Guenther Fritz Erwin Podola was perhaps the most unusual capital murder case to be the tried under the provisions of the Homicide Act of 1957.
His actions were not in dispute but whether his amnesia bought on by a blow to the head incurred during his arrest was real or not was the question.
Podola had been born in
On the 13th of July 1959, he was once again engaged in crime in
Fingerprint evidence from the murder scene together with Podola’s description were sent to the Royal Canadian Mounted Police who were able to supply the real identity of Mr. Fisher.
On the 14th of August Podola was committed for trial at the Old Bailey by West London Magistrates sitting in camera, at the request of the defence, on the capital charge of murdering a police officer in the execution of his duty.
It would be the largest calendar at a Sessions since the Old Bailey since it opened in its then form in 1907, with over 300 defendants, including five charged with murder.
Podola claimed to have no memory of his arrest or the shooting of D.S. Purdy. Even though it could be proved that he had shot Purdy, if he genuinely couldn't recall doing so and was not mentally fit to stand trial, he would have had to have been acquitted. A jury hearing commenced before Mr. Justice Edmund Davies on September 10th 1959 to determine whether the defendant’s claimed amnesia was genuine or not. Expert witnesses were called by both sides. After 3 1/2 hours of deliberation they concluded it was not and so the trial proper could move forward.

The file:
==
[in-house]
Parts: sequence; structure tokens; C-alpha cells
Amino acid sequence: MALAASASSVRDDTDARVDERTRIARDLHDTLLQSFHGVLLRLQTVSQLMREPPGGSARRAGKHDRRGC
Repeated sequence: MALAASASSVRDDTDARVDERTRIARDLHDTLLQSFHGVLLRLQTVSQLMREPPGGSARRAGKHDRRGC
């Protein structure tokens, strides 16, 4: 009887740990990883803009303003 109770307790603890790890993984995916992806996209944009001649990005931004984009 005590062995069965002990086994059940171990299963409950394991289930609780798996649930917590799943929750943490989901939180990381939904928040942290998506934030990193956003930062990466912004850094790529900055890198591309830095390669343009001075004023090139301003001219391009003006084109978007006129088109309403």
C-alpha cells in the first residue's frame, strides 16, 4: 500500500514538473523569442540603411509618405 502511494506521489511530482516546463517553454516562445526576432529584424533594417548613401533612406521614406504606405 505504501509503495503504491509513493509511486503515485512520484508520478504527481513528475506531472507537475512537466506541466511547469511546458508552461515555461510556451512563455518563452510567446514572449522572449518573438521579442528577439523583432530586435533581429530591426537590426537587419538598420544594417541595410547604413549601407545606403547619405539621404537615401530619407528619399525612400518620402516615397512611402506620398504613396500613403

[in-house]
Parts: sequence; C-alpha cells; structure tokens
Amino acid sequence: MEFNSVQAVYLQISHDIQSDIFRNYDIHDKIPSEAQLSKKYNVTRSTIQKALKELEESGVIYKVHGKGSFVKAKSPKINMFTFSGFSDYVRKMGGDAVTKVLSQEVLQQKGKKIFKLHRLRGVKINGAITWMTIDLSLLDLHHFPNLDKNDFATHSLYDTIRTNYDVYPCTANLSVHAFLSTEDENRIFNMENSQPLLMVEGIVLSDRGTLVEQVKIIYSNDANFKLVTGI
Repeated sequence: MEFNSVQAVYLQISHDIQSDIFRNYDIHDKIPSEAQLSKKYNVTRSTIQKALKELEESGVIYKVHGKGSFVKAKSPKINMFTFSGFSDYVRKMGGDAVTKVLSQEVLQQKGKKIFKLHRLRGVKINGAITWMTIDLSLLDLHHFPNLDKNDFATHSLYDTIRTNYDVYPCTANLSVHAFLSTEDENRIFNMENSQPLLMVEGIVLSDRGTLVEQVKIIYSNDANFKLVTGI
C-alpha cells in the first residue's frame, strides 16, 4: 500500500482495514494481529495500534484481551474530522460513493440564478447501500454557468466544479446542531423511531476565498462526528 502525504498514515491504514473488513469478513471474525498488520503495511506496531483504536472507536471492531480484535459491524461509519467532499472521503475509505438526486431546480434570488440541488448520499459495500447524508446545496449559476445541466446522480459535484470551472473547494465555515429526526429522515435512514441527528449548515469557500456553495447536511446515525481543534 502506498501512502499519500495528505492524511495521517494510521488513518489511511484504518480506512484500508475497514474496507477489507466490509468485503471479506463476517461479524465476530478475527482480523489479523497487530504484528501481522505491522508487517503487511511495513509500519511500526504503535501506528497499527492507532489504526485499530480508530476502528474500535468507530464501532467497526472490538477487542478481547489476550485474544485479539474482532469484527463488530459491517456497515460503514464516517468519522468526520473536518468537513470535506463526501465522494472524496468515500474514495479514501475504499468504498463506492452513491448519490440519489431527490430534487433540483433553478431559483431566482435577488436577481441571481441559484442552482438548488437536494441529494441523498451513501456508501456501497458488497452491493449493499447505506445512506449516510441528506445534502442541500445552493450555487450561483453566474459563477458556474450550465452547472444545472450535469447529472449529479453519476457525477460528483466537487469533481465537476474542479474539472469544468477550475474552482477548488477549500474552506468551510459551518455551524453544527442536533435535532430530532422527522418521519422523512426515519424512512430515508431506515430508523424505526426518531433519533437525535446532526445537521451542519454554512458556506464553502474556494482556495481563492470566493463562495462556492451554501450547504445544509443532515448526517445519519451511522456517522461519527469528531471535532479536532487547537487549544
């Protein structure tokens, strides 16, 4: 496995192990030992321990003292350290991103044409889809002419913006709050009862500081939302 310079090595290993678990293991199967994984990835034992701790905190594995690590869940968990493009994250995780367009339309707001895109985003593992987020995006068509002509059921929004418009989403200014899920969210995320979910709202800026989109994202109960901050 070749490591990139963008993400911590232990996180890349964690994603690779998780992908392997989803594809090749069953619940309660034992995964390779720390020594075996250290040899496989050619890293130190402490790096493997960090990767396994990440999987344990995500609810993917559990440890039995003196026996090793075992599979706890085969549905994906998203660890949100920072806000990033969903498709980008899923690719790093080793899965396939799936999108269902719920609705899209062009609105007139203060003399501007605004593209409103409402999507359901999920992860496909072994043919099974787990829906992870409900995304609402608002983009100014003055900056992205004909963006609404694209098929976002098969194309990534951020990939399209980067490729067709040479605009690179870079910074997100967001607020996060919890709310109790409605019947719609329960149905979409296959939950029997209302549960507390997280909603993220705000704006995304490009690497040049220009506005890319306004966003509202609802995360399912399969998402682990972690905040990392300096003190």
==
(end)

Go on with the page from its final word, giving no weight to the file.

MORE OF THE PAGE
The murder trial opened, again before Mr.
Justice Edmund Davies sitting with a new jury, on the 24th of September. Podola’s solicitor was Mr F. Morris Williams who had
briefed Mr. F H Lawton QC. for the defence, assisted
by Mr. R J Harvey. The prosecution was
led by Mr. Maxwell Turner, assisted by Mr. John Buzzard.
In the normal way Podola was asked to plead to the charges and replied "I do not remember the crime for which I stand accused ... I am unable to answer the charges."
Mr. Lawton told the jury that Podola had a complete loss of memory of events before the 17th of July. There was a considerable amount of procedural wrangling but in the end Mr. Justice Davies decided that it was for the defence to prove insanity in this instance. In doing so he noted that he was departing from the judgement of Mr. Justice Salmon in 1957 on a similar argument.
Mr. Lawton then told the jury “I stand here
today with my learned friend by my side and Podola’s
solicitor in front of me and the three of us have no idea what his defence is
at all.” “What happened on the occasion
of his arrest is part of the memory lost.”
Podola had been taken to
The jury of ten men and two women rejected his defence of memory loss, convicting him on the 25th of September, after only 38 minutes of discussion.
Prisoner 9594, Podola
did not lodge an appeal himself because he had no legal grounds to appeal the
jury’s decision that he was fit to plead to the murder charge against him. However the Home Secretary, Richard Austen “Rab”
A petition for a reprieve was collected and
presented to the Home Secretary but the German Embassy declined to get
Podola was duly hanged at Wandsworth prison by Harry Allen and Royston
Outside the prison a woman in black walked up to the gates and placed a bowl of violets there. Some 100 people had gathered to witness the posting of the notice of execution, the 12th to be carried out under the new Act and the last of six in 1959.
This was one of the first capital cases that I remember as a boy in 1959. I suppose it was his odd sounding name, to a child's view of the world, that caught my attention.